[ocr errors]







in conftruing any one of thefe laws will not confine themselves to the ftrict letter of that particular law, but will confider the fpirit of the times, and the object and intention of the legislature. It is evident by the title of the act of July 9th, 1798, and by the general complexion of all the acts of that feffion upon the fubject, that it was not the intention of congress, by the act of July 9th, to restrict the cafes of capture contemplated by the act of 28th May, but to enlarge them. The fpirit of the people was roufed; they demanded a more vigorous and a more effectual oppofition to the aggreffions of France, and the fpirit of congrefs rofe with that of the people. It cannot be fuppofed that having in May used the expreffion," armed veffels failing under authority, or "pretence of authority, from the republic of France," and in June the expreffion, "any armed veffel failing "under French colours, or acting, or pretending to act, "by, or under the authority of the French republic," they meant to reftrict the cafes of capture, in July, when they used the words " any armed French veffel." On the contrary, the confidence in the national opinion was increased, and further measures of defence were adopted, intending not to recede from any thing done before, but to amplify the oppofition. The act of July was in addition to, not in derogation from, the act of May. Congrefs evidently meant the fame defcription of veffels, in each of thofe acts. "Armed vessels failing under autho"rity, or pretence of authority, of France," and "arm"ed veffels failing under French colours, or acting, or "pretending to act under authority of the French repub"lic," and "armed French veffels," must be understood to be the fame.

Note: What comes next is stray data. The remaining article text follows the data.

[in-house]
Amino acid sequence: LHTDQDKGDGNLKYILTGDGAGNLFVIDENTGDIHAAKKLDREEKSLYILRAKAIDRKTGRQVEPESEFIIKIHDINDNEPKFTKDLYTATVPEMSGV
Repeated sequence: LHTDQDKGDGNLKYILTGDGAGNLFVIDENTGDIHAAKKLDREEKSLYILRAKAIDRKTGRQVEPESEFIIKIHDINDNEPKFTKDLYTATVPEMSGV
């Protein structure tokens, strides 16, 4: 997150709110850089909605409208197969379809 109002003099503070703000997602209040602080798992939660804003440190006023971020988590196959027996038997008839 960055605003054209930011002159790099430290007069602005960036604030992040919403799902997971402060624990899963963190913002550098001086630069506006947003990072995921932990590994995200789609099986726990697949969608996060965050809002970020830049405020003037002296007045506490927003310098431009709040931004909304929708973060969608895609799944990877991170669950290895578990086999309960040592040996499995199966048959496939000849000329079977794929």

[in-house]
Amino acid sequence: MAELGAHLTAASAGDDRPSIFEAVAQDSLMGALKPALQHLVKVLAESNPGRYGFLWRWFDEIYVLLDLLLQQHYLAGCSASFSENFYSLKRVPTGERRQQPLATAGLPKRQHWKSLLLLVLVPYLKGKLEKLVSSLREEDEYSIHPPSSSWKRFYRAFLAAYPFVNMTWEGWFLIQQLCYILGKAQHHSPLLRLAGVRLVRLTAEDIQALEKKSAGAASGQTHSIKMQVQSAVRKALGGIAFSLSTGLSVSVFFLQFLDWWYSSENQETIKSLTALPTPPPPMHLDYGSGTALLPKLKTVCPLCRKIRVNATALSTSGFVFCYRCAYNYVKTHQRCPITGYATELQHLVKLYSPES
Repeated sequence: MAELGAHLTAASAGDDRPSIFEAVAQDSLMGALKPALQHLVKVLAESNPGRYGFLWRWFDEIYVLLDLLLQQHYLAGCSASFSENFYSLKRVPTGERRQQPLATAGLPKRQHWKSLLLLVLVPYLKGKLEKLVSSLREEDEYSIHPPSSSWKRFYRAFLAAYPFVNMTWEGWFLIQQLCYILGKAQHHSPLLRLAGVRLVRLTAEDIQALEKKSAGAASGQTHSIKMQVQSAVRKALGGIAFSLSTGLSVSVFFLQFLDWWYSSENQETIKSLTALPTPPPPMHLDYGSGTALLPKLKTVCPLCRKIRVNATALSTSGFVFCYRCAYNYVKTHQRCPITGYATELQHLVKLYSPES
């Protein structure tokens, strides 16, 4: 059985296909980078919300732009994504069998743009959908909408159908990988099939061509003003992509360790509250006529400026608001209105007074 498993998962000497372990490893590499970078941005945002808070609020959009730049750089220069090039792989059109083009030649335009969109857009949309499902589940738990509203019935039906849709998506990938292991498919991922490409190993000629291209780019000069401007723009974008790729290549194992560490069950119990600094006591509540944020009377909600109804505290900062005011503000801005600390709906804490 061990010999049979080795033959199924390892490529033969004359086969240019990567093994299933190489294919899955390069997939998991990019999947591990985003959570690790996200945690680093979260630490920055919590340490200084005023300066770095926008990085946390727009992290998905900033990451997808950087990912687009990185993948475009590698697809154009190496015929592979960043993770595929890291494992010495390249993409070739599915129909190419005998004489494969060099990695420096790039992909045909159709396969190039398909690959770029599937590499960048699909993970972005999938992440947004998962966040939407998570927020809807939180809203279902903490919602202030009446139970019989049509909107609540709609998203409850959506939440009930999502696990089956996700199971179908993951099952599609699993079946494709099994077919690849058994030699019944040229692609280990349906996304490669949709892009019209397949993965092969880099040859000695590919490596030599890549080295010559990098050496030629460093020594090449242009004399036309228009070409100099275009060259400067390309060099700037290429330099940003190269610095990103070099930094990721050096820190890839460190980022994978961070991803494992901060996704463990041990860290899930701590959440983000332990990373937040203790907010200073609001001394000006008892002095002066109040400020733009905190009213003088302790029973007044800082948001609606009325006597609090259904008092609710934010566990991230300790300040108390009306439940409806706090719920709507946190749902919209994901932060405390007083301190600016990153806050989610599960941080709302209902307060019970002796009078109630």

If there is a difference no reafon can be given for it. A veffel, in the circumftances of the Amelia, was as capable of annoying our commerce as if she had been owned by Frenchmen. Her force was at the command of France, and there can be no doubt but she would have captured any unarmed American that might have fallen in her way. She was, therefore, one of the objects of that hoftility which congress had authorized. Congrefs have the power of declaring war. They may declare a general war, or a partial war. So it may be a general maritime war, or a partial maritime war.

« iepriekšējāTurpināt »